May 6: Education News We're Reading This Week


May 6, 2016–Here’s our weekly roundup of education news you may have missed. Funding issues and inequalities from kindergarten through college were the major focuses of conversations this week.


Elementary & Secondary Education:

  • The third and final installment of NPR’s School Money series questions current school funding policies and disparities both among and between states, concluding: “The achievement gap between this nation’s wealthiest and poorest students is growing dramatically, not shrinking. Something’s not working.”

  • The Education Writers Association held its annual conference this week, focusing on “The Quest for Quality and Equity”. EdSurge provides a summary of topics and sessions that examined inequalities in both K-12 and higher education.


Higher Education:

  • “Abigail Fisher’s lawyer says Texas shouldn’t consider race, because it has the top 10% rule set up to increase diversity at state schools. Is that rule really working?” The Center for Investigative Reporting’s Reveal podcast explains the contention over admissions policies at the state’s public universities, and also explores how socioeconomic status can influence the decision process for students.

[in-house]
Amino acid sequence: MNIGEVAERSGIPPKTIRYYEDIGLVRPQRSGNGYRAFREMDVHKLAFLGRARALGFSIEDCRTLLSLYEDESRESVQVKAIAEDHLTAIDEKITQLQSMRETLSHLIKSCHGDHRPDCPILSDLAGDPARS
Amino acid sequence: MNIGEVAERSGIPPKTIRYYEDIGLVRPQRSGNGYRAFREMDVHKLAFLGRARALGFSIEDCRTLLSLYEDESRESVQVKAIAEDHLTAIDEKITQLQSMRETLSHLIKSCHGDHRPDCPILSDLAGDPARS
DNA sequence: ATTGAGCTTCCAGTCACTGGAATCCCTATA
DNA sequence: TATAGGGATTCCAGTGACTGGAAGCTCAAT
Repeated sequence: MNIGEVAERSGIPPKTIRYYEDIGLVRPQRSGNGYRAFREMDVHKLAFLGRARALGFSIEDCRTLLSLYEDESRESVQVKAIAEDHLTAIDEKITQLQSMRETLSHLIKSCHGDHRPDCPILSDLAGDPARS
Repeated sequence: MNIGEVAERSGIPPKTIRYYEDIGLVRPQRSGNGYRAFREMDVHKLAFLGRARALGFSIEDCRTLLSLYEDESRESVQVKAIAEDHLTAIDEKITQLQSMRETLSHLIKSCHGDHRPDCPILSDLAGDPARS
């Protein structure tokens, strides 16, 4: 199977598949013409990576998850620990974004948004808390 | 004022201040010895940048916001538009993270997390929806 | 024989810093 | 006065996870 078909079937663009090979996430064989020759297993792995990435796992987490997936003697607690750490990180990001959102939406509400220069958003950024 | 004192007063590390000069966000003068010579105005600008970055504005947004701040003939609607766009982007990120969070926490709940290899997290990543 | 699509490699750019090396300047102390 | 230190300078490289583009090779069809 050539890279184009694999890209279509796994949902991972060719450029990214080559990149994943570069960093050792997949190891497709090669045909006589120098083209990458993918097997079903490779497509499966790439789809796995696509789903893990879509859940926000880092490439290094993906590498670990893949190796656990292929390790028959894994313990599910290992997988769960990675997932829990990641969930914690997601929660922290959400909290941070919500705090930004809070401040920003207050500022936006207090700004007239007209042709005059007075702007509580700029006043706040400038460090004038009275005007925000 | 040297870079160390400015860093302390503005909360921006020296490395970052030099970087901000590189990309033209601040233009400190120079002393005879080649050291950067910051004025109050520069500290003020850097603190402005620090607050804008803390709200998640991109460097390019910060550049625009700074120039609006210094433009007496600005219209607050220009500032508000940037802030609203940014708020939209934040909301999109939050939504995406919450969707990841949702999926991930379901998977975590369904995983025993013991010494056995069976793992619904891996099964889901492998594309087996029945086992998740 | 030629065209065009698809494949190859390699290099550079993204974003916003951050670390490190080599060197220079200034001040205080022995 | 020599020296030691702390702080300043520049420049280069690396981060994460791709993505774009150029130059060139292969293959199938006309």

• The second half of Tina Rosenberg’s college equity coverage in The New York Times quotes Executive Director Harold O. Levy and weaves in the findings of our “True Merit” report. The story says that the “vast majority of colleges” don’t actively recruit low-income students and support them through need-blind admissions and financial aid practices.

  • Commentary in The Chronicle of Higher Education suggests ideas for making public universities more affordable and a new guide from the Institute for Higher Education Policy lists updated data collection metrics for providing the public with more detailed information on an institution’s performance, efficiency, and equity.

  • While college costs have risen, the endowments at 56 private colleges have grown to above $1 billion. The Wall Street Journal (paywall) describes why some congressional lawmakers are discussing taxing these endowments as “discontent over a growing gap between higher education’s haves and have-nots.”


Cooke Foundation Highlights:

  • President Barack Obama recognized Cooke Scholar Regina Ledesma’s achievements at the APAICS Annual Awards Gala Dinner. A video of his speech is available on The White House’s YouTube channel.

  • Nominated by Northern Virginia Community College (NOVA), the Jack Kent Cooke Foundation has earned the 2016 Chancellor’s Award for Leadership in Philanthropy. “Hosted by the Virginia Foundation for Community College Education, the 11th annual event honors leading philanthropists from each of Virginia’s 23 community colleges as well as the statewide foundation,” describes NOVA.

  • In The Hill, Executive Director Harold O. Levy explains how diversity in college admissions could be maintained even if the Supreme Court ends affirmative action.

  • Cooke Scholar Huma Safeed writes about research and activism for the Oxford University Press blog, and new College Scholarship Program recipients are announced in local coverage by the Miami Herald and Oregon’s NBC5.

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